MOSCOW — ExxonMobil and Rosneft, the U.S. and Russian oil giants, said Wednesday they could invest over $500 billion in a joint venture that would explore for and produce oil in the Arctic and the Black Sea.
The two companies agreed in August to team up to develop oil and natural gas fields in Russia and North America. Their chief executives signed the deal on Monday at Russian Prime Minister Vladimir Putin’s suburban residence.
Rosneft had previously teamed up with BP in a similar deal but the agreement fell through after the shareholders of BP’s Russian venture blocked it in court.
Under the Exxon-Rosneft deal, the Texas-based company will have access to some of the world’s richest sources of crude oil and other hydrocarbons in the Russian Arctic as well as the Black Sea. In turn, Rosneft subsidiaries will take minority stakes in two Exxon projects in the U.S. and Canada and will have an option for a stake in a project in the Gulf of Mexico
In a presentation in New York, Exxon and Rosneft said that recoverable hydrocarbon reserves at the three key Arctic fields are estimated at 85 billion barrels of oil equivalent. The companies are planning to drill the first exploratory wells in the Arctic’s Kara Sea, north of Siberia, as early as 2014. The final investment decision is expected between 2016 and 2017, they said.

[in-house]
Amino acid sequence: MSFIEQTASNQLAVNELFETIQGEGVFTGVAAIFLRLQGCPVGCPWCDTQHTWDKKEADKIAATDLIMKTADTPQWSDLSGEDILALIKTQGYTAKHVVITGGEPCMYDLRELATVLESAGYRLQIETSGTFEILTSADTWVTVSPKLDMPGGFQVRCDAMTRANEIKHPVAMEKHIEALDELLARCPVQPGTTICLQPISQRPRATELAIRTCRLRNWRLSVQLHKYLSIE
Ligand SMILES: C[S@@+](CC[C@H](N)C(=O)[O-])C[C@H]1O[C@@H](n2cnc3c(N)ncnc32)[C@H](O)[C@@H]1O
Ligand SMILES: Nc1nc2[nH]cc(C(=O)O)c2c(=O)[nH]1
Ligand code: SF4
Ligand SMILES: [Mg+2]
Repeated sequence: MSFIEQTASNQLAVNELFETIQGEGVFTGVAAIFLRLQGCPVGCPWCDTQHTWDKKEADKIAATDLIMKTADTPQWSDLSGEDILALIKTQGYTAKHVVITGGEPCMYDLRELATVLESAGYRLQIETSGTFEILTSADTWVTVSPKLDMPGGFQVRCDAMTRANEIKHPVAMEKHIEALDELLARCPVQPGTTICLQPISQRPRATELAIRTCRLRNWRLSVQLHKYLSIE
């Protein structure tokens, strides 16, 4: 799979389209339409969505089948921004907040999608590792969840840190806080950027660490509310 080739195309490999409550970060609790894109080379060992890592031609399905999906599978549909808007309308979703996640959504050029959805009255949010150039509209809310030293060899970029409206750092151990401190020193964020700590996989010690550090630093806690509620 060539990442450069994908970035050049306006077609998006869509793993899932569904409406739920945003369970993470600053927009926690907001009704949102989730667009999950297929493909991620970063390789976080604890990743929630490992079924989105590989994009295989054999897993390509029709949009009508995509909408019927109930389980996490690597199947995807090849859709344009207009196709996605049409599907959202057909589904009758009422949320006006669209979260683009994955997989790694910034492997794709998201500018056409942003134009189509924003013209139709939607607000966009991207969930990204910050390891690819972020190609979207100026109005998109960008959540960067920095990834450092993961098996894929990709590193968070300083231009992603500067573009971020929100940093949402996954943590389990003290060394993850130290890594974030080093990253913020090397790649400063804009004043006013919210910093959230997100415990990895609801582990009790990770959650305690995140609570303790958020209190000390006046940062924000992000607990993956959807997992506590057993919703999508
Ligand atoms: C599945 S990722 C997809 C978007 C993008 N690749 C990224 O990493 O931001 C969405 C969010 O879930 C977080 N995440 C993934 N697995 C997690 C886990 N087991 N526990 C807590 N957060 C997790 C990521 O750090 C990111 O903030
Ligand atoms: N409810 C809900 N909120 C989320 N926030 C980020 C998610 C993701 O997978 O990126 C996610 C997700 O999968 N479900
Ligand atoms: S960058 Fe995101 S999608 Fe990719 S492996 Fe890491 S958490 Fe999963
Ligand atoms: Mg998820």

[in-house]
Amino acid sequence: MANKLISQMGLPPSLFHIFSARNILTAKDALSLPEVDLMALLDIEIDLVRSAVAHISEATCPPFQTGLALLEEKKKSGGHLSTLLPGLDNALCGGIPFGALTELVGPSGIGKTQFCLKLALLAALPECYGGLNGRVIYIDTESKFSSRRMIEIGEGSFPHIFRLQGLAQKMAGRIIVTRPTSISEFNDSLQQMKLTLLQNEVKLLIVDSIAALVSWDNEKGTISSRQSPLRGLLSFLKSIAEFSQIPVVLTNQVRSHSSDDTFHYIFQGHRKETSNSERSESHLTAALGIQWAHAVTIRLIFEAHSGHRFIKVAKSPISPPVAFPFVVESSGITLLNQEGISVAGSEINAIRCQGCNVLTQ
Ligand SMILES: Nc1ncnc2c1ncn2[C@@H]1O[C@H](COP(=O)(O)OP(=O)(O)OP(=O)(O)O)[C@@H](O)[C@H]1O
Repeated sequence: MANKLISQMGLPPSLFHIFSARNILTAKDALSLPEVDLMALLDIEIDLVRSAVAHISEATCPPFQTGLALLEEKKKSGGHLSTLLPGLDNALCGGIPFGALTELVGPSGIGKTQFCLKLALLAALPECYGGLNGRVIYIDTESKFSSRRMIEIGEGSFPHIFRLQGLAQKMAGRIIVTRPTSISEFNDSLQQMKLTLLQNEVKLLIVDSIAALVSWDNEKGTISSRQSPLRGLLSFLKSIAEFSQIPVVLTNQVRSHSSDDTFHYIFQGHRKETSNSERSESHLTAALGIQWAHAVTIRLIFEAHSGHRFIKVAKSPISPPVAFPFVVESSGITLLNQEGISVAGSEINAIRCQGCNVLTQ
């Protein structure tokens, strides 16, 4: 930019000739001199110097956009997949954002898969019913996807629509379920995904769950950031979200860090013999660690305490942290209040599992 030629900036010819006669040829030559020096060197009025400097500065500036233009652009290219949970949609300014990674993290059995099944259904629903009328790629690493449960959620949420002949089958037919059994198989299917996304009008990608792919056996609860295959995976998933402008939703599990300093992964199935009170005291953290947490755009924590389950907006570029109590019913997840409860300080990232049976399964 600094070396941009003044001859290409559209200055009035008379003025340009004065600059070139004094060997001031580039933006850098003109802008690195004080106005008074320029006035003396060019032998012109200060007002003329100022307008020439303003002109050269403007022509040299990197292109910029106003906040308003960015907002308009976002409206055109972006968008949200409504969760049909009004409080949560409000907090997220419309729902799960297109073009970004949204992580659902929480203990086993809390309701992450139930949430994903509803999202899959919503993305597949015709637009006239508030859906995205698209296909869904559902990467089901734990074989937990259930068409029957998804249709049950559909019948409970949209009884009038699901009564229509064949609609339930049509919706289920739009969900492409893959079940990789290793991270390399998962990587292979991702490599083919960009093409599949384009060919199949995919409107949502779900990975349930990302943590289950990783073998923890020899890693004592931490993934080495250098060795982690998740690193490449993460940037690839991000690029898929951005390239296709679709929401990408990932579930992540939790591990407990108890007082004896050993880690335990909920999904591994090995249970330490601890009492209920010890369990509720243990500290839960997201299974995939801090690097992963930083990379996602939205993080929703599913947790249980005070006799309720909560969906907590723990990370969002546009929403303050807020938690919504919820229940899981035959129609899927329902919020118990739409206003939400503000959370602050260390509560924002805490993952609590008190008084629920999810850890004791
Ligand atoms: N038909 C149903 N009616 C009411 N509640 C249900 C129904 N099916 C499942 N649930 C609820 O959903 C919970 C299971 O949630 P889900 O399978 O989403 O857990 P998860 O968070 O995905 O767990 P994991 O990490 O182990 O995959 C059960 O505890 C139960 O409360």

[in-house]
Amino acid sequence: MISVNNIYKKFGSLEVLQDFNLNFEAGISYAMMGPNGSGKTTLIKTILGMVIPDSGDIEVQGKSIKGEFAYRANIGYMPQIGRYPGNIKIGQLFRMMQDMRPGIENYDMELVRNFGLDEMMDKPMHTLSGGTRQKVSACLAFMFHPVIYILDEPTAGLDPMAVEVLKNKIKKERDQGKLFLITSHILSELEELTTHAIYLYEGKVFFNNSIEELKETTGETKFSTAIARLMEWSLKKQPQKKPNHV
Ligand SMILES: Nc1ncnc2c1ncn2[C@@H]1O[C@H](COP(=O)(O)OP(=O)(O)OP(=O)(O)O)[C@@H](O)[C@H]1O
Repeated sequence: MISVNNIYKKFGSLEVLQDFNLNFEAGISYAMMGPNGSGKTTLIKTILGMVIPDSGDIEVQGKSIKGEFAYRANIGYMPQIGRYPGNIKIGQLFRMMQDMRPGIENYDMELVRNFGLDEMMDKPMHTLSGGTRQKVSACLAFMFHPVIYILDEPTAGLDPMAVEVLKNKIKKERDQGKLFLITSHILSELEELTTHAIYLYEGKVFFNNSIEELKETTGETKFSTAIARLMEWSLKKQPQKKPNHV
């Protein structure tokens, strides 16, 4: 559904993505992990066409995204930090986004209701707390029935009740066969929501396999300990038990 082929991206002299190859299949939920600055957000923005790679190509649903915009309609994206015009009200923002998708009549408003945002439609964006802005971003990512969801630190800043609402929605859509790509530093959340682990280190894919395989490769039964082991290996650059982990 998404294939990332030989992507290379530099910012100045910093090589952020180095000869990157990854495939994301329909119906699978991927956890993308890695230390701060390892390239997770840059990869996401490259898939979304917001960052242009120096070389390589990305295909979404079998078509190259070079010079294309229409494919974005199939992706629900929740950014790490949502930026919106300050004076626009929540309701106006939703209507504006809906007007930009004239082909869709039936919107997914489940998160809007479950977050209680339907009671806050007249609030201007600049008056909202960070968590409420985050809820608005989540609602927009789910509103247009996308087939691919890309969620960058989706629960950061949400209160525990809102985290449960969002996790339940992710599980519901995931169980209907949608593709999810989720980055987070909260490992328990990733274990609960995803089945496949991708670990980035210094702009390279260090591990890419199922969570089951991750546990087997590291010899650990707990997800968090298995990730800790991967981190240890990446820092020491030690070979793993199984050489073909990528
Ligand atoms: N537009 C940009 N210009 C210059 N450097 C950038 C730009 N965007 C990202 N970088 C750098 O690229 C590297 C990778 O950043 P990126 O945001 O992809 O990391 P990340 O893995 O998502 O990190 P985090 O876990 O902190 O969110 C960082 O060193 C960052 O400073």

Russian energy czar Igor Sechin promised the government’s support for the project, which he said would help modernize the whole Russian economy. The deputy prime minister said the Arctic project is a long term commitment “which is going to take several decades to implement.”
Sechin pledged that the Arctic project would be exempt from export duties, property tax and will get a flexible rate on oil extraction tax.
Industry analysts say production in the harsh Arctic environment cannot be profitable without heavy tax benefits. Rex Tillerson, Exxon Mobil’s chief executive, said the tax regime “will allow us to develop these resources now.”